LONDON (Reuters) - British construction firms report having almost a third less work in the pipeline than a year ago, with Brexit and the collapse of larger contractors a major worry, an annual survey of subcontractors showed on Tuesday.
Subcontractors reported having 19 weeks of work to fall back on, down from 27 weeks a year earlier, according to the survey by trade finance provider Bibby Financial Services, an advance copy of which was provided to Reuters.
The subdued mood echoes official construction data released on Monday, which showed a sharp slowdown in annual growth to 2.4% in April, while May’s IHS Markit/CIPS construction purchasing managers’ index (PMI) dropped to its lowest since March 2018.
“It’s been a tough year for the subcontracting sector, with the industry reeling from the collapse of two large high-profile contractors - and further impacted by the recent announcements regarding British Steel, Bibby’s managing director for construction, Helen Wheeler, said.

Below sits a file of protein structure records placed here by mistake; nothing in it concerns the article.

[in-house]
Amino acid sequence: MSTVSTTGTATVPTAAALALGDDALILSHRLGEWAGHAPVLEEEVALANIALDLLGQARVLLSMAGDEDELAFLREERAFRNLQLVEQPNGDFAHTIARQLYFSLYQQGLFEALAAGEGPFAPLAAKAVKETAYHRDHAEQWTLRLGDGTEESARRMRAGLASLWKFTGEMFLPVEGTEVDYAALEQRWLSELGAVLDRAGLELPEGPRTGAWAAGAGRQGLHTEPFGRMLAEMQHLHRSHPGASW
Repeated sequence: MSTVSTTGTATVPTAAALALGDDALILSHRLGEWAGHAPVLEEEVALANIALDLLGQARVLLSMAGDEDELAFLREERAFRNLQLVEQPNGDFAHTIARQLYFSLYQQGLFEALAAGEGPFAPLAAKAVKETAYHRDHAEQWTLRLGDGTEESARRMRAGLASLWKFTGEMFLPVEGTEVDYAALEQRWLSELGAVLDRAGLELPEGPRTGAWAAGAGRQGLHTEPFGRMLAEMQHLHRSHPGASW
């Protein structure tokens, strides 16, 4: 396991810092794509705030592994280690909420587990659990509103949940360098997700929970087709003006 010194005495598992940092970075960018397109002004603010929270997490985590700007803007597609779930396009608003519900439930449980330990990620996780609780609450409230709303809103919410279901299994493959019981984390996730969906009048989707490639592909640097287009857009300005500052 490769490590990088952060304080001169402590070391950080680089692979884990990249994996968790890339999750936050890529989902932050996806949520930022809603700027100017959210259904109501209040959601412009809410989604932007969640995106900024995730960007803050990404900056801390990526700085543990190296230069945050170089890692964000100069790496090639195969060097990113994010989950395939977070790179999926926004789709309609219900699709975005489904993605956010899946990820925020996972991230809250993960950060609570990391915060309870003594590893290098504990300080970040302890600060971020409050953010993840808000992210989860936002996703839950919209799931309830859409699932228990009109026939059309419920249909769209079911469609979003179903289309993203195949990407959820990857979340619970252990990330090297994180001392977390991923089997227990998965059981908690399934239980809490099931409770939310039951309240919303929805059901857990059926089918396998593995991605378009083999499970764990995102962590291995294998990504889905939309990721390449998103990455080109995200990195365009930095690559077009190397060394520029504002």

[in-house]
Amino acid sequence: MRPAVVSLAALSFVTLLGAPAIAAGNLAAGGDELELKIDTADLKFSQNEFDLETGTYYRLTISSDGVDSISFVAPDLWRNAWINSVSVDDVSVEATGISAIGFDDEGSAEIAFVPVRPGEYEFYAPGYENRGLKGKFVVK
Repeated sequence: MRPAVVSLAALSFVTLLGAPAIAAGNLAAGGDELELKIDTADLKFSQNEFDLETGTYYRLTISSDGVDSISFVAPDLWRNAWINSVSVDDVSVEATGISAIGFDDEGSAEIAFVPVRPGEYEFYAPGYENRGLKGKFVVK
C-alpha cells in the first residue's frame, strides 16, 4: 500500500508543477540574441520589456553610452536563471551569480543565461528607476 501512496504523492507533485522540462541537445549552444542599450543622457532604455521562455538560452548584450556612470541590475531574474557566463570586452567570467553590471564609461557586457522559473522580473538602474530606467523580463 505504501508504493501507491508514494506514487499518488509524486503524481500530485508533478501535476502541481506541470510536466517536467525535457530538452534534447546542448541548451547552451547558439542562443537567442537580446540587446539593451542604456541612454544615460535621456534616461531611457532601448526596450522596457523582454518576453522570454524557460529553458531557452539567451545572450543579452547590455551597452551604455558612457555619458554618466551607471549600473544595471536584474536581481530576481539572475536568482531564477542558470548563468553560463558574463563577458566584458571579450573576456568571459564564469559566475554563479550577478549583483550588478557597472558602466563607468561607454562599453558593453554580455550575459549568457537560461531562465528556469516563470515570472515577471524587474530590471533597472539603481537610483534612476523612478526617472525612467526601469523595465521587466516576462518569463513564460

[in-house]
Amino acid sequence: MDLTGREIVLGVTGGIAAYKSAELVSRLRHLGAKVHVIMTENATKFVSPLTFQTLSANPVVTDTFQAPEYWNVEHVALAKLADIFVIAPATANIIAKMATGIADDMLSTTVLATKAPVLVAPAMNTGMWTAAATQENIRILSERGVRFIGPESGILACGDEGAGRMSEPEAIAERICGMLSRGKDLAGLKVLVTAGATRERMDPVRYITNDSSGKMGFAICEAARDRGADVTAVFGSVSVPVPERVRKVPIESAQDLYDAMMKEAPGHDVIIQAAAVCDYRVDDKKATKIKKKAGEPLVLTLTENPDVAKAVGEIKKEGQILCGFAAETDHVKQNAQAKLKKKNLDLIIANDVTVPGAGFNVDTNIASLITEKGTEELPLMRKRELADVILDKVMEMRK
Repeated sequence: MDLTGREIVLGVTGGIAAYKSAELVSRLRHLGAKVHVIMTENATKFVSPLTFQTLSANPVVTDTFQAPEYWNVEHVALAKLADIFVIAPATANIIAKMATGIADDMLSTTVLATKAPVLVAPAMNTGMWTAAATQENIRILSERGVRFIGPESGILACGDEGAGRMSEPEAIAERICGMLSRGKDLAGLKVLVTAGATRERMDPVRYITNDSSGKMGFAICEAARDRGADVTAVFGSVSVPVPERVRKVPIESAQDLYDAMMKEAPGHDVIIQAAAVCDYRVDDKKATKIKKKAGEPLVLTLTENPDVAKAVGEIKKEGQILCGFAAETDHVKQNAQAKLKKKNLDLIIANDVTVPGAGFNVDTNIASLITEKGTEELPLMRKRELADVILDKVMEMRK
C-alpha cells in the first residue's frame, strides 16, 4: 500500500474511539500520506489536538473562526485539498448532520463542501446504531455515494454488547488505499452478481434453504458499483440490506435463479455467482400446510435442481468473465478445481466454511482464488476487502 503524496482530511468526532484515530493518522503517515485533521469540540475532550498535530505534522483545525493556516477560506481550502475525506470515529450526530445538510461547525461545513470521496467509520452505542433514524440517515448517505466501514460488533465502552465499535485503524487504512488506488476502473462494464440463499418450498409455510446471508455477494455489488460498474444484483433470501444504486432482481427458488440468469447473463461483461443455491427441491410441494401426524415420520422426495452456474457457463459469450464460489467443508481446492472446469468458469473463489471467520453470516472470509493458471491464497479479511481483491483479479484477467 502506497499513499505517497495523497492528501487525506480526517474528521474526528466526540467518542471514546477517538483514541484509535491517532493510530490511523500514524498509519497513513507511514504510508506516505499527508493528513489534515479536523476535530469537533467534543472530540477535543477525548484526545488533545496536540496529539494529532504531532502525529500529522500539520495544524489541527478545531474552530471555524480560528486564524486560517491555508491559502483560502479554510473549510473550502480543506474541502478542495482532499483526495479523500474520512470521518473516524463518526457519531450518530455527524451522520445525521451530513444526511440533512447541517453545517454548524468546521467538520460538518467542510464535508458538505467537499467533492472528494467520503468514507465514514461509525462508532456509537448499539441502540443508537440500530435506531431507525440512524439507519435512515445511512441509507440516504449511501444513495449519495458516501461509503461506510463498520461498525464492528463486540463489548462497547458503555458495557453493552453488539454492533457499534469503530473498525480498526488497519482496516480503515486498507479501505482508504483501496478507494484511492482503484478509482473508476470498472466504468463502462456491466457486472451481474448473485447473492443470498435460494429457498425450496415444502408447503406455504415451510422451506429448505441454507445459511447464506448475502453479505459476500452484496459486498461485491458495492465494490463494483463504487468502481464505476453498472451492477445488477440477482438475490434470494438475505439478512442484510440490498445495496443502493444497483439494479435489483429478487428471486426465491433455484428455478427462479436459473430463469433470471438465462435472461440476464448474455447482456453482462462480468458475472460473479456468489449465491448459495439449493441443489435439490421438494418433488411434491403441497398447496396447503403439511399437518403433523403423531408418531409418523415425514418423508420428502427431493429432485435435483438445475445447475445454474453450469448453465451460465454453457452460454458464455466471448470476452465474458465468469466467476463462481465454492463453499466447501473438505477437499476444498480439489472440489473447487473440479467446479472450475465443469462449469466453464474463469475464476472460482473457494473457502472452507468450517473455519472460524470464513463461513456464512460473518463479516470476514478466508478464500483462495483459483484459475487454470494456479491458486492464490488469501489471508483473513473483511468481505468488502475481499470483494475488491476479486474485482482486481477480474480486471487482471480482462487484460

Brexit was the most commonly cited threat on the horizon, named by a quarter of firms, but two thirds of the subcontractors said they had not prepared for it.
Britain is due to leave the European Union on Oct. 31. An earlier planned departure date on March 29 prompted many manufacturers to stockpile raw materials in case of border disruption, only to be wrongfooted when Brexit was delayed.
“Brexit, the dominance of large contractors and late payment problems are all acting as brakes on the sector,” Wheeler said.
Many smaller British construction firms have been left out of pocket by the collapse of by major contractors Interserve in March and Carillion just over a year earlier.
Reporting by David Milliken; Editing by Kirsten Donovan